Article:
RPI:  Cultivating the Science of Iron Mining

The Rensselaer School was established in 1824 by Stephen Van Rensselaer “for the purpose of instructing persons … in the application of science to the common purposes of life.” In 1833 the school became the Rensselaer Institute, and in the 1850s its purpose was broadened to become a polytechnic institution. The name was changed to the Rensselaer Polytechnic Institute in 1861.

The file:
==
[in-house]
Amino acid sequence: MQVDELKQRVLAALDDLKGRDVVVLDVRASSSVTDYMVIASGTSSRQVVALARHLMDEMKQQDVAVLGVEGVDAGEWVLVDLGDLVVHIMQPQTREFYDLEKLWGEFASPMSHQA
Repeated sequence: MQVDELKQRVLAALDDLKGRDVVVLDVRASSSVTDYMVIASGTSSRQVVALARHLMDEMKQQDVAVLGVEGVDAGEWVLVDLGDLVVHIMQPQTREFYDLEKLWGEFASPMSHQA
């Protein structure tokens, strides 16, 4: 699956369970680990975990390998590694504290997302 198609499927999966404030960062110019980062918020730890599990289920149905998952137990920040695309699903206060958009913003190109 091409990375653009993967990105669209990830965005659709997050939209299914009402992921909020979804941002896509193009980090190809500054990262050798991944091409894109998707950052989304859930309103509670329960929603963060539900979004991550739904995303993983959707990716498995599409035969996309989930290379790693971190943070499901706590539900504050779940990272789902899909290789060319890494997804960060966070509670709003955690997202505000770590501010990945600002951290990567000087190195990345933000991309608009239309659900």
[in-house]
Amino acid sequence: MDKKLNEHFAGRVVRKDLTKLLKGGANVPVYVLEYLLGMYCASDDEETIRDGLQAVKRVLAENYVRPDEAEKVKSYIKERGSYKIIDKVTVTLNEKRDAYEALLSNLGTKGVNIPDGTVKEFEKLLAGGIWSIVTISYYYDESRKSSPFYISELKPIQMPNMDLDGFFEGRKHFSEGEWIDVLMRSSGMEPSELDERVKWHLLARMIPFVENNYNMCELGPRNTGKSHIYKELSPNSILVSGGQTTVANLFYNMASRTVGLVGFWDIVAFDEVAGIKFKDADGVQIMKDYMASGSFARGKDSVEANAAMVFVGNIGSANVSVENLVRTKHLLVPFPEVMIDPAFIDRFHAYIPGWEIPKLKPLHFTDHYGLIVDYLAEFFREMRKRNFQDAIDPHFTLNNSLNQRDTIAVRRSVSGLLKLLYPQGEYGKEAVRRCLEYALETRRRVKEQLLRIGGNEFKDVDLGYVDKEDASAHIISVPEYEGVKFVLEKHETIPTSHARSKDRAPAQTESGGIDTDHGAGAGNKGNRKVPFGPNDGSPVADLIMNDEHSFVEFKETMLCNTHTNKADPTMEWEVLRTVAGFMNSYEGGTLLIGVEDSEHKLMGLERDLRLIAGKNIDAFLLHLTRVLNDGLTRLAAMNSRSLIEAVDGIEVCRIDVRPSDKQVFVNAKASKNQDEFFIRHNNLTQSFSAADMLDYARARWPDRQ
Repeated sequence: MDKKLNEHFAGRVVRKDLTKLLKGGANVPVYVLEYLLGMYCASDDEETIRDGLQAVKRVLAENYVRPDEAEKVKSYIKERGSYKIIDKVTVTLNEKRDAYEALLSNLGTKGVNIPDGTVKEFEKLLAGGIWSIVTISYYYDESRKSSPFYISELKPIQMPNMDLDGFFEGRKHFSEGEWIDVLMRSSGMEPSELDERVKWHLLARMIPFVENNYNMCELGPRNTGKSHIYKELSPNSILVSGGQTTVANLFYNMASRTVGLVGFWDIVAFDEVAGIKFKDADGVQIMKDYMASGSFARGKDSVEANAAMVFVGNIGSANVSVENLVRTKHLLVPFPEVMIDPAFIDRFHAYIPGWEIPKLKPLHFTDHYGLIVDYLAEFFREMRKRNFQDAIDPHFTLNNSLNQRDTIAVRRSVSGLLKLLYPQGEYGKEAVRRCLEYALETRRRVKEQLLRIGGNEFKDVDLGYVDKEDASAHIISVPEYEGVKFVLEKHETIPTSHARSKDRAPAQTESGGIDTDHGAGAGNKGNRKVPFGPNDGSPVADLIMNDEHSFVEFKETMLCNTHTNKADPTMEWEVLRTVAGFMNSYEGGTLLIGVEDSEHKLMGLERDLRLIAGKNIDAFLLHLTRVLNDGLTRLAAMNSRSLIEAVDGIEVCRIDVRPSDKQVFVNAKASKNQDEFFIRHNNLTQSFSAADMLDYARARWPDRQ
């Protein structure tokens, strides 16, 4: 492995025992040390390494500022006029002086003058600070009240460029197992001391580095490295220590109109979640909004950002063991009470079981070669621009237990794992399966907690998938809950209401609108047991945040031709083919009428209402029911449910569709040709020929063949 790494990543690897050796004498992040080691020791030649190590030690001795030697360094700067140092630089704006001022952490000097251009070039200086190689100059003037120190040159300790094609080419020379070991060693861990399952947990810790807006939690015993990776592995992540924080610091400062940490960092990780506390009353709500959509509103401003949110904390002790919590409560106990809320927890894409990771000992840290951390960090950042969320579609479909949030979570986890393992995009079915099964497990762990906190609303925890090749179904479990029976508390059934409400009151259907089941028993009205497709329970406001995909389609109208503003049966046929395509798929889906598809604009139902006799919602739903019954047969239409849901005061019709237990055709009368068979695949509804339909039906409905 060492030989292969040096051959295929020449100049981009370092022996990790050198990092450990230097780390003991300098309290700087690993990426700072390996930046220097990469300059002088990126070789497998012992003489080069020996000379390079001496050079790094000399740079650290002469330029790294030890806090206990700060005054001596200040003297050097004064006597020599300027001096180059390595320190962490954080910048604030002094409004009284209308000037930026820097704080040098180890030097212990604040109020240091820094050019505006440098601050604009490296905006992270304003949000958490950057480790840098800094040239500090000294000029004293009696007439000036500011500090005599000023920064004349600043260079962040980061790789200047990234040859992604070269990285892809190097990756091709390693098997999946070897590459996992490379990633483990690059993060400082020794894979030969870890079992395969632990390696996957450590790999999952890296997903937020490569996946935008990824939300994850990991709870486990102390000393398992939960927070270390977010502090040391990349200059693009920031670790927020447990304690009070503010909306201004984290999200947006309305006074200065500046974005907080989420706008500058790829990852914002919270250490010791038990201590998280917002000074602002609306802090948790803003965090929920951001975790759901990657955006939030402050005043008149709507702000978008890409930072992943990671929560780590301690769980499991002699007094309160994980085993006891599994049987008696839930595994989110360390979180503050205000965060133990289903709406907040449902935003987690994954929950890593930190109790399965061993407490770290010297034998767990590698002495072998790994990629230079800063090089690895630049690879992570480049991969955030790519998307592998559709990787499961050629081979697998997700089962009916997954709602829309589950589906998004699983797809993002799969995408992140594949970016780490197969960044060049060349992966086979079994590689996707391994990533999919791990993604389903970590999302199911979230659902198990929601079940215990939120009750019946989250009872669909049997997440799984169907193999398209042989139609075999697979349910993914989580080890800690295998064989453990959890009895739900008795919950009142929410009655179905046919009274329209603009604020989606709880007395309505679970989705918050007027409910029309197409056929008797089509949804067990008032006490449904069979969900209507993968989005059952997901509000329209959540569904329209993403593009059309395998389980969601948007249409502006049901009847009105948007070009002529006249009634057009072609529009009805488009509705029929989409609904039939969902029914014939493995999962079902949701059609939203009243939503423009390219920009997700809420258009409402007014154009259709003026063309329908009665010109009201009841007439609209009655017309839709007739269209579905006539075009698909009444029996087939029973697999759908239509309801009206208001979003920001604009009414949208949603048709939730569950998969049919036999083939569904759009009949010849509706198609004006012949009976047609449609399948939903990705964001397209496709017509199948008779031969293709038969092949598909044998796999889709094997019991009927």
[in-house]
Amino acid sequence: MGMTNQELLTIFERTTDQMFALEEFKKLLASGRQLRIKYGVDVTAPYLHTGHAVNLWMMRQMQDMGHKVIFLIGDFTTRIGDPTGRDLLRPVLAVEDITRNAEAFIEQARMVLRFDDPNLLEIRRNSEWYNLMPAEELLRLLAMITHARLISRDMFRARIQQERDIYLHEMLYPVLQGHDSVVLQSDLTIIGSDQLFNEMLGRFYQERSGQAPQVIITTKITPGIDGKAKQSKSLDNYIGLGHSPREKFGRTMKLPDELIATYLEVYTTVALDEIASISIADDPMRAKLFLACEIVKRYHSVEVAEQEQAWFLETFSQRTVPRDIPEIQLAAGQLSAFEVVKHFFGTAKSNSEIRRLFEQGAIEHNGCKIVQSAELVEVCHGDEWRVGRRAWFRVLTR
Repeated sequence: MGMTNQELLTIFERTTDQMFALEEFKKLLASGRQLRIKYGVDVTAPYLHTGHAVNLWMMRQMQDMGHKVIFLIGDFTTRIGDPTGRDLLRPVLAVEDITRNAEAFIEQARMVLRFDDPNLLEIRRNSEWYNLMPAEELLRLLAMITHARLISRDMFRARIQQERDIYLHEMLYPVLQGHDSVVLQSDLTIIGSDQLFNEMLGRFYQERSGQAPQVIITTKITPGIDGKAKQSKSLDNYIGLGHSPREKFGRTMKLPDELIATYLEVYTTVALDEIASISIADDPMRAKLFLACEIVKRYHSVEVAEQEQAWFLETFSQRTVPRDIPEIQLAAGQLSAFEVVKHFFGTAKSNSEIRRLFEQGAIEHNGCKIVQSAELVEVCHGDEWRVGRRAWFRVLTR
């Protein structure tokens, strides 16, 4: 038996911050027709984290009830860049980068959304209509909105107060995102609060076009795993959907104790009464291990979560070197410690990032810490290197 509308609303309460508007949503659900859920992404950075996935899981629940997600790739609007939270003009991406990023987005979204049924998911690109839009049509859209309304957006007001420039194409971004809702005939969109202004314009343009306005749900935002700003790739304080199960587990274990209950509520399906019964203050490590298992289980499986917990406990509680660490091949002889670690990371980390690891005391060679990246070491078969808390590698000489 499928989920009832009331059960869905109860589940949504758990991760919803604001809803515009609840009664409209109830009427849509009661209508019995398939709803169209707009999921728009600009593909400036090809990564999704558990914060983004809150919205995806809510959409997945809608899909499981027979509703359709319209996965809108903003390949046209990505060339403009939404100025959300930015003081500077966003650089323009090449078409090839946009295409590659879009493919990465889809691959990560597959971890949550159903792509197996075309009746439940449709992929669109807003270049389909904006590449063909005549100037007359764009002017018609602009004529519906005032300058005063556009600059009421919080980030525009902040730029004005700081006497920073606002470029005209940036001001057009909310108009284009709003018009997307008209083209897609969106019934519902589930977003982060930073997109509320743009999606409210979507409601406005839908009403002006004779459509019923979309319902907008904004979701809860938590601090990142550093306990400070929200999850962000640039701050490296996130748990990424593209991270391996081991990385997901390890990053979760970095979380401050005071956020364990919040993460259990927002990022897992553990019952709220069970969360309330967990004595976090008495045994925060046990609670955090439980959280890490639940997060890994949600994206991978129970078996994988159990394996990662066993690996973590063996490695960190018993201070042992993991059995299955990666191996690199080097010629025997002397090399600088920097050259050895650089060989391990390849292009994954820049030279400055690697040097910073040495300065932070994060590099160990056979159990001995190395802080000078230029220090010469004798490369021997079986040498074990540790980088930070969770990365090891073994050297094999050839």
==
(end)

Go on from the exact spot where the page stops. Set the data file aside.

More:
Throughout the 1800s it became an important incubator of students who would go on to be leaders in the fields of iron mining, steel development, and other technologies related to iron and steel.  Its distinguished alumni include John Winslow, who persuaded Congress to build the ironclad ship Monitor during the Civil War; Alexander Holley, who is considered the father of the modern American steel industry because he brought the Bessemer steel method to Troy and other places in the US, and John Griswold. Its alumni also include Thomas Witherbee and Thomas Hammond. Professor Henry Nason, an RPI professor of metallurgy/chemistry, led numerous school field trips to the mining areas of Port Henry and Moriah.


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